When Ali started planning the group trip to Tomatina near Valencia she booked an apartment. With four of us there, a full apartment was far cheaper than a hotel and nicer than hostel rooms. The apartment was in a great residential area and the block seemed to be named for Honduras. Not the country (we asked), but a cross street. Staying in a residential areas is fast becoming my preference when traveling.
I really enjoyed being in the residential neighborhood and not the tourist one downtown. Like most things this comes with a number of pros and cons, though I definitely think the pros outweigh the cons. This is the kind of vacation place that links into why I like being an expat. I am traveling and yet feel a part of a local culture. Not quite there long enough to be recognized, but close in a few places. This is usually the kind of travel that I enjoy the most. Being in a place for a while and at least getting and idea of what living here is like without a rush through the major sights.
We found this place as well as one in Paris for a weekend on AirBnB. So far we have had pretty good luck with them.
Away from it all
The apartment was outside of the city center so it meant walking a long way into the sights or taking a cab. It was on a major road, so cabs were easy to come by and with the 4 of us it was just as cheap as the bus. We actually did try the bus once and it didn’t really work out. After doing the math, taxis become the standard method. The only trick was pronouncing the address for us non-Spanish speakers. So getting to the tourist spots or train station meant public transport or the expense of a cab. So in some way its was too easy to just stay there and avoid tourists.
An apartment is not a hotel, so no air conditioning and no daily clean sheets. It also meant no wifi, free or otherwise in the apartment. It was also above a night club. Night club in Spain seems to mean open from 9pm until 9am and busy throughout. I remember going to sleep with music and waking up hours later to similar music and the sound of people talking. Thankfully we were far enough up in the building for it to be muffled.
In the midst of it all
Being a part of a neighborhood for a week was nice. We got to be among the locals and see at least how this group lives. In this neighborhood, massively tall apartment buildings are clustered around open plazas. Sometimes one plaza against the main street and another in the back toward the more minor street. It took us a few days to even realize this back row of buildings. nestled among the gargantuan towers were all manner of restaurant, bar, cafe, gelato place, pizza joint and the occasional pet shop. I went walking one morning just taking pictures of the (closed, remember morning in Spain) cafes and fronts and all the great names.
Grocery stores were plentiful and varied. We even found one that was open on the Sunday that we arrived. Especially living in an apartment this made eating at home (or more aptly for us drinking and snacking at home) easy and cheap. Beer in a sixpack for 50cents a can, and this wasn’t the cheapest on the shelf. I just couldn’t bring myself to buy the 22cent cans. It just seemed wrong.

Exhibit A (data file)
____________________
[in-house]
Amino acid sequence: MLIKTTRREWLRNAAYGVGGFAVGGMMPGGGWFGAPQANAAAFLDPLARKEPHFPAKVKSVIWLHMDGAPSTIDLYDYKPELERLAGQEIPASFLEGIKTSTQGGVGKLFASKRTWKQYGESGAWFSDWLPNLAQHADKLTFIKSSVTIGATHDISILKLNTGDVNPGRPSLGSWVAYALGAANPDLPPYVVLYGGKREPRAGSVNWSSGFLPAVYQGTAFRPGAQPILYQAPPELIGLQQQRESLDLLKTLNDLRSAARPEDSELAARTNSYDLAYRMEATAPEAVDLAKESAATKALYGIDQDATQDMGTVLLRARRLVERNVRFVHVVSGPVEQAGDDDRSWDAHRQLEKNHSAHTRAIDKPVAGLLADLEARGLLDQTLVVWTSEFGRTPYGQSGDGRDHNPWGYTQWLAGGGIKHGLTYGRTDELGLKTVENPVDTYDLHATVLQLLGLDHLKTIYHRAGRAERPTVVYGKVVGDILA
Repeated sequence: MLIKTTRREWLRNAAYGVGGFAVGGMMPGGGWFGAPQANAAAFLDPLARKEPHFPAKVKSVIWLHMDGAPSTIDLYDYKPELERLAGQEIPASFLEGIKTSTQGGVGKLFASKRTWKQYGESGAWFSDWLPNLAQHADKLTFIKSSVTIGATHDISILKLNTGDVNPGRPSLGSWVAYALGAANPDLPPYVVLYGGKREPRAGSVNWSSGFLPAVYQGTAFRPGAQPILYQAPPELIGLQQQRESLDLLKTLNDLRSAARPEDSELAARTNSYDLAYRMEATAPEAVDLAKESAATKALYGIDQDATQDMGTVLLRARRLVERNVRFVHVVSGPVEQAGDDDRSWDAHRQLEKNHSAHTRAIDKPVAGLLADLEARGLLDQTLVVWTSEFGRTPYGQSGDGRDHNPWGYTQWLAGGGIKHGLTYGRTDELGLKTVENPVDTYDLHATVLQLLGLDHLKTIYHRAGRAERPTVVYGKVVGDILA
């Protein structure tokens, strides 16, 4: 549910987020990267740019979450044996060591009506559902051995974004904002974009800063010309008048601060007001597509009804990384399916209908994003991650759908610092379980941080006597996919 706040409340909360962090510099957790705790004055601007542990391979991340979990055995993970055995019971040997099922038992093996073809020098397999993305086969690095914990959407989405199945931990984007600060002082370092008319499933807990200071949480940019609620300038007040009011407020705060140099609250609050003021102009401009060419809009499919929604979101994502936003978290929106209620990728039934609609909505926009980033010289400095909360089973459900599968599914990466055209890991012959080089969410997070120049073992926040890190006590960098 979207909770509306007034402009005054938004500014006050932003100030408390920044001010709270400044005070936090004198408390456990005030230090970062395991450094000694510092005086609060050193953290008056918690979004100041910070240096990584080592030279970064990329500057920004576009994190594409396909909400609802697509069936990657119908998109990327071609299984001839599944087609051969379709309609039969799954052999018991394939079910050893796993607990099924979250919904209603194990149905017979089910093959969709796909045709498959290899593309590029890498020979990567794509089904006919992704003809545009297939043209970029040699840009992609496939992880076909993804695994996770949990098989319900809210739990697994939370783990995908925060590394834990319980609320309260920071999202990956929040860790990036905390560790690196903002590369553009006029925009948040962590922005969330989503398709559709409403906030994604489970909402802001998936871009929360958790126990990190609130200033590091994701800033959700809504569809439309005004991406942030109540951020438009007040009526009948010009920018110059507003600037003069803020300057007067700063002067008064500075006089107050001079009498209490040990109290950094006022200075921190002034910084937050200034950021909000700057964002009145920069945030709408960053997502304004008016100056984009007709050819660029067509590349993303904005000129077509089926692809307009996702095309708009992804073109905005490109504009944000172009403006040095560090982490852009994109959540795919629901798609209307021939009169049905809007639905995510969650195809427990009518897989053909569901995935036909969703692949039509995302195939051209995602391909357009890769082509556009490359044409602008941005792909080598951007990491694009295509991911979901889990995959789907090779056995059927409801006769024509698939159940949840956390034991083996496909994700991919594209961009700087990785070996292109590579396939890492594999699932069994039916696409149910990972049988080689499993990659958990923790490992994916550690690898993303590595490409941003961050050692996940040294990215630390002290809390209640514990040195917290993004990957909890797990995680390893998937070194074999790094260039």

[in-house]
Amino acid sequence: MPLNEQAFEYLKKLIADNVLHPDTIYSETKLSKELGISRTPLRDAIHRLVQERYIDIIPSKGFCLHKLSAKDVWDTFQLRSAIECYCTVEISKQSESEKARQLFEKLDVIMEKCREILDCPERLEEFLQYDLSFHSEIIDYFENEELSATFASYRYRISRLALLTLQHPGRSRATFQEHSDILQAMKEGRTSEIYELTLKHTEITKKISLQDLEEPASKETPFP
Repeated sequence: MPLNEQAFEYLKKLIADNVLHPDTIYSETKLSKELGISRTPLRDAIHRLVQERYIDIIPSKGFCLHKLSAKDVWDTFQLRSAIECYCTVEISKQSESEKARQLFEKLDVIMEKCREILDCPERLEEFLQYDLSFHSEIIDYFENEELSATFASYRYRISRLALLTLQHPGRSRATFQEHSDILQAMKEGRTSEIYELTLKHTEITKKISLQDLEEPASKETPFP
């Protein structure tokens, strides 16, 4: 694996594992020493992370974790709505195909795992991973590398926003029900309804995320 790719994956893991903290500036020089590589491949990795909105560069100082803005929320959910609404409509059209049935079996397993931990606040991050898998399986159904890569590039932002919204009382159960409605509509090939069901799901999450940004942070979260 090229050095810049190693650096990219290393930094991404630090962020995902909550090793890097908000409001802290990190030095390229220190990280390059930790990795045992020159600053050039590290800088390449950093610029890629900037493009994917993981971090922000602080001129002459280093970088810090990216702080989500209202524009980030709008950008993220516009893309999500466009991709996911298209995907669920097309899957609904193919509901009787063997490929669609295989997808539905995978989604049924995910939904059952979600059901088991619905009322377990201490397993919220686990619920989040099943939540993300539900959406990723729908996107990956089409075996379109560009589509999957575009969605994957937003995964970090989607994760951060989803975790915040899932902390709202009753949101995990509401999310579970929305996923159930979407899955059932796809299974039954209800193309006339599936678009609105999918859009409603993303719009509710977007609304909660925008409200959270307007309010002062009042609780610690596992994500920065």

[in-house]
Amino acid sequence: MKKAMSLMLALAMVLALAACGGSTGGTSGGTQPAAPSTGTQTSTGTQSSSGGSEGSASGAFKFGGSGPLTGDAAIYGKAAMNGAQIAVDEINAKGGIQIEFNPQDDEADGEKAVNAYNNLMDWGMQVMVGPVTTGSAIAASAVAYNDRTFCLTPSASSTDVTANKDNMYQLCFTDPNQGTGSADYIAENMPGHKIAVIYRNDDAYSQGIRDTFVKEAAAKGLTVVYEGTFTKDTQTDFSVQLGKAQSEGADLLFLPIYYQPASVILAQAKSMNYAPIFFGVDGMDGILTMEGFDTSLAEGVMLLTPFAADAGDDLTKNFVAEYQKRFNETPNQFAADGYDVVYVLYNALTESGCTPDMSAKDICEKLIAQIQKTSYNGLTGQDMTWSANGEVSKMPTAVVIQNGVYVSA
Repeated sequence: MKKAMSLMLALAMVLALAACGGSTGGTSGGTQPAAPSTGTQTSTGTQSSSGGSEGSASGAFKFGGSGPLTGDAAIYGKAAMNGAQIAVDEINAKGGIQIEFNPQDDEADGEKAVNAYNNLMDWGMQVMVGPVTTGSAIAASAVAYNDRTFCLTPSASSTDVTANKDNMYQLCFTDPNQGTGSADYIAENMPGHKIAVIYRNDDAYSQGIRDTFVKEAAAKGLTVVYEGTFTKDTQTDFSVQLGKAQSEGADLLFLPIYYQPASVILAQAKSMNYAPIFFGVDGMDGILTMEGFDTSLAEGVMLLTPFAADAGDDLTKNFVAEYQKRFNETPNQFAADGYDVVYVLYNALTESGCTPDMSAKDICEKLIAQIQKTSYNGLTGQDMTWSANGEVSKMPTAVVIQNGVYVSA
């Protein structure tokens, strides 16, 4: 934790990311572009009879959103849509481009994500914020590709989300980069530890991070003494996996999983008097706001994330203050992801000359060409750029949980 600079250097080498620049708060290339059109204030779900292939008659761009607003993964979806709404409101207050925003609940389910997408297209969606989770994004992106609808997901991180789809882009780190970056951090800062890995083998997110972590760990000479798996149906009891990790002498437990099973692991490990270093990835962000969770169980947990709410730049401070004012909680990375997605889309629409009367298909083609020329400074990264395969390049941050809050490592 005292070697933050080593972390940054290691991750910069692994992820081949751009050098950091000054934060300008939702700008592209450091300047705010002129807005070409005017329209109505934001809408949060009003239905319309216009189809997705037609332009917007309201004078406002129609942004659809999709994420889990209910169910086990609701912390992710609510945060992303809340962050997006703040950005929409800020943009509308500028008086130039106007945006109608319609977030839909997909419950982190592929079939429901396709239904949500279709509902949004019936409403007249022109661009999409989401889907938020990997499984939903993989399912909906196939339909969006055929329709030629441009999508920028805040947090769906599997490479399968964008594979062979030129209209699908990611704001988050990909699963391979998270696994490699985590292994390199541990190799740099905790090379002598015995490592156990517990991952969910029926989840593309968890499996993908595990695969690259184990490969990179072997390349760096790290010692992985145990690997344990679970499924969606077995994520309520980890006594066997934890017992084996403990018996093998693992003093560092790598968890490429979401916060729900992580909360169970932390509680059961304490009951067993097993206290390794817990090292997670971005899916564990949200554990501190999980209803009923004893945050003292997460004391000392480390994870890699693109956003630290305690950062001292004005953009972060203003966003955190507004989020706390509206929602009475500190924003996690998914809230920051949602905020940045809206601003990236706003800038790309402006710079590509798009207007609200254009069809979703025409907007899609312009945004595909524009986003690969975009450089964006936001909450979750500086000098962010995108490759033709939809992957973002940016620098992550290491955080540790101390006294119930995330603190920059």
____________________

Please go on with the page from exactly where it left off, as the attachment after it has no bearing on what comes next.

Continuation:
Locals and Eats
And of course this all meant that once we knew what to look for this area had tons of great places to eat in a short walk from our place. The guy who ran the pizza place next door was happy to practice his English on us. I had a nice chat with the pharmacist about the similarity of Italian and Spanish, in a mix of Italian, Spanish and English.
We went to a gelato place a couple of times. It had free wifi, a large selection of flavors and air conditioning. The guy even started recognizing us. Asking how Tomatina was and such.
The Honduras Bakery, whose kind people dealt with my attempts at Span-taliano(which as we all know is the speaking of Spanish using only imperfect knowledge of Italian) and explained the meaning of the Honduras names on everything around, was where I went to grab breakfast most mornings. Things like chocolate muffins and apple tarts came back to the apartment with me. (It followed me home, can I eat it?)\
We did have a bad experience or two when we went looking for food. Slow service and odd menu choices, but this only seemed to happen when we went walking far from our little block. I think the best place we ate at was right in the building just away from the street. We ended up at the Black Rose two nights trying all manner of pasta and tapas. Sitting out the evening on the patio eating, drinking and drawing on the tablecloth was a highlight of the trip.
And Yet Still Present
So we may not have seen every tourist sight in Valencia, but we saw most of them. It was still a great place to be out of the crush of a touristed old town. Being new grocery stores and local filled restaraunts reminded me enough of home to not feel any of the culture shock of being in a place where I know so little of the language. I love to travel, but this kind of thing. Living among locals and not in the midst of the highly polished things. Local places with local prices help the budget too.
Ali’s Look at Valencia in Pictures
One of several of Val’s posts about Valencia
Jaime’s post including us drawing on the table at the Black Rose.